When we start a new job, it’s often challenging because we’re learning all the ins and outs of the new position. This keeps us on our toes and sharp. As we get comfortable in our positions, we tend to go on autopilot and become less engaged unless our jobs offer professional learning opportunities.
Professional Development Draws Focus Away From Perks and Salary
When you stop learning on the job, you become more aware of other factors like salary, department budgets, resources, and workplace morale.
When you become bored at your job, it is much easier to obsess over perks and money. This is why the ability to continue professional learning is an important perk to any position. As people, we crave new challenges. Once we’ve mastered something, it will quickly become boring to us unless there’s variety to continue to challenge us.
Company Culture Matters
A company that has a culture of sharing, learning, and mentoring will make for a more enjoyable work experience and will advance you professionally. No one should want to remain stagnant in their field. When it’s time to find a different job, you could be left at a disadvantage.
Development Keeps You Agile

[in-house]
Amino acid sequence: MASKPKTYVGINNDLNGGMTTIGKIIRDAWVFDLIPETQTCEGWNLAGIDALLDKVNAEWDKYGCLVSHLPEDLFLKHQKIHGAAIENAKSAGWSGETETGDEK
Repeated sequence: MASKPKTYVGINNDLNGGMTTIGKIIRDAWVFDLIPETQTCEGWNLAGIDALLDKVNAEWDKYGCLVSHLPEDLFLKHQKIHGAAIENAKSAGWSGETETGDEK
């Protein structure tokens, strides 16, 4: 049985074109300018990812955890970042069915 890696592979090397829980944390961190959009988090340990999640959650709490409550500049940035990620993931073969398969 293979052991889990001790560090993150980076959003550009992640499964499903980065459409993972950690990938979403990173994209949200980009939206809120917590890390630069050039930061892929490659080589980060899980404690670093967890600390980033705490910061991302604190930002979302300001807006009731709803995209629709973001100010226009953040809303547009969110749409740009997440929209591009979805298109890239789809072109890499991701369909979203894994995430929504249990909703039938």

Professional learning will also make you more flexible and adaptable when major changes happen—like budget cuts or shifts in technology or job methods. This versatility will make you more employable now and in the future.
An old belief in the professional world is that “old dogs can’t learn new tricks”. If you’re in a position where professional learning is offered and encouraged, then you will be able to prove this old adage false. Continuing professional development is imperative for your professional career.
Knowledge Can Never Be Taken From You
Although money and perks matter, they are not permanent. The skills and knowledge you learn through your work will stick with you for a lifetime. The education you gain can’t be taken away from you and can’t be measured. The skills and knowledge you acquire will allow you to more easily attain the money and perks you want.
If you find yourself in a rut, seek out new ways to learn. Get involved in company committees, special projects, or put in extra effort toward your professional development. If you feel you’ve gained everything you can out of a certain job, perhaps it’s time to move on.
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